I list these not to evoke a pity party, I have survived all of the labels that have come my way and, thankfully, have grown to be a stronger person as a result of them; however, that is not to say that they did not leave their mark. They did. Since I first started being labeled as child in school, I have had to struggle with a lack of self-confidence, low self-esteem, poor body image (yes, guys can have this too), depression and even, at times, misanthropy.

What’s more, they didn’t just leave their mark on me in those ways. As is often the case, I sometimes turned to labeling others and treating others the way I was treated. I make no excuses for that. It is not uncommon for victims to become the victimizer, and I occasionally did. I didn’t do that often, because it is NOT fundamentally who I am; however, when I did participate in that in order to be accepted or to lash out, I was wrong.

One of the current ways that we are labeling others can be seen in the immigration and refugee situation going in in the United States. We label people as “threats”, as “illegals”, as “aliens”, as “criminals”, as “job thieves”, as “potential terrorists”, as “gangbangers”, as “them”, as “they”, and a whole host of other labels. These labels are established to distinguish “us” against “them”. They are established to rank one as more “superior” and/or “deserving” than the other.

Yet, time and time again God has called us to become unlabeled. God has pleaded with us, commanded us even, to stop labeling ourselves and others. Human beings are not illegal, they are not alien, they are not dumb, they are not queer, they are not oddballs, they are not ugly, they are not unteachable, and they most certainly aren’t less worthy than anyone else is. Rather, human beings are God’s creation and are created in the very image of God. To denigrate another human is to denigrate the One who created God. The challenge for us is to begin to remember how we’ve been labeled and how that felt when we went through it. If we remember that, we will be more likely to begin to break the chains of the labeling we find ourselves doing. It’s time to become unlabeled.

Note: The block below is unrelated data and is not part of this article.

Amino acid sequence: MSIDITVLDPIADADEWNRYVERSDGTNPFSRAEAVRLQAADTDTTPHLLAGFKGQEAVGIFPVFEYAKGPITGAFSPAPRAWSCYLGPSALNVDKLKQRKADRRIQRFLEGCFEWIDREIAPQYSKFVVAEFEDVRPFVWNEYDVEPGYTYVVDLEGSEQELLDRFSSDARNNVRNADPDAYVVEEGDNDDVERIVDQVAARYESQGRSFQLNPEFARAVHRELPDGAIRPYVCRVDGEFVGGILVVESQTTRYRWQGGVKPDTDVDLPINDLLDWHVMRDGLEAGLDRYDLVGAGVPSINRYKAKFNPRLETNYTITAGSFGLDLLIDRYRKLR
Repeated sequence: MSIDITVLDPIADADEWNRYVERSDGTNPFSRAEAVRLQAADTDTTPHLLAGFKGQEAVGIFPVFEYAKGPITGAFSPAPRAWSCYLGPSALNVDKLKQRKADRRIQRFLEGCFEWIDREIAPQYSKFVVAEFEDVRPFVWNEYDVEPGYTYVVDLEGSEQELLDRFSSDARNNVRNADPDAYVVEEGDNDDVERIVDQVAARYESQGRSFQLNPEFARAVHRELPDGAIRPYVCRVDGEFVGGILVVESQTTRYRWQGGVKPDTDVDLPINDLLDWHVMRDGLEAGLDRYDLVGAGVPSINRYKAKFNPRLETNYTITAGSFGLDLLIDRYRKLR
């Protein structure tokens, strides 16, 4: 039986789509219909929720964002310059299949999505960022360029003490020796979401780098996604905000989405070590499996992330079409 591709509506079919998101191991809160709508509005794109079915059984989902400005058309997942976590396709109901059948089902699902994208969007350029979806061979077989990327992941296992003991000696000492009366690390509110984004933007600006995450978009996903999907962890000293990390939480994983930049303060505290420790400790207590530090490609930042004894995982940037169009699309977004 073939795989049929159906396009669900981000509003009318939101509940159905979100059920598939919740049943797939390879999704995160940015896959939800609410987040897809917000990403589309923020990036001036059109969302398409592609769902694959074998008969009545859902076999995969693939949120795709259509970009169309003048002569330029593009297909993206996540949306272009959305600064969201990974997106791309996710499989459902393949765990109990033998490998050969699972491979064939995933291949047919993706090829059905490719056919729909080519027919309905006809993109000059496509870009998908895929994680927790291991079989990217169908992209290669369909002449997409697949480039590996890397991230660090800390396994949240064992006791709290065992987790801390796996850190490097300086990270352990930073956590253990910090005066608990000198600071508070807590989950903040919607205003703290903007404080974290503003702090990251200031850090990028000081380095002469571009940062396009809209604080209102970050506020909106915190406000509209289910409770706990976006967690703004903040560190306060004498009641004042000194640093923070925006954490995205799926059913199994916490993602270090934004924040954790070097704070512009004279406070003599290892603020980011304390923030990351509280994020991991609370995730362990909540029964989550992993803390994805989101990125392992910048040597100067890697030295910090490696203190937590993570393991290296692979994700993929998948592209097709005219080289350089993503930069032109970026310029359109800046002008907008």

THOUGHT OF THE DAY
“I try to look for the good in everybody, regardless of the way they’re labeled.” – Richard Thompson

PRAYER
Lord, help me to shake the labels I have been given, as well as to stop participating in labeling others. Help me to see your divine image in all people. Amen.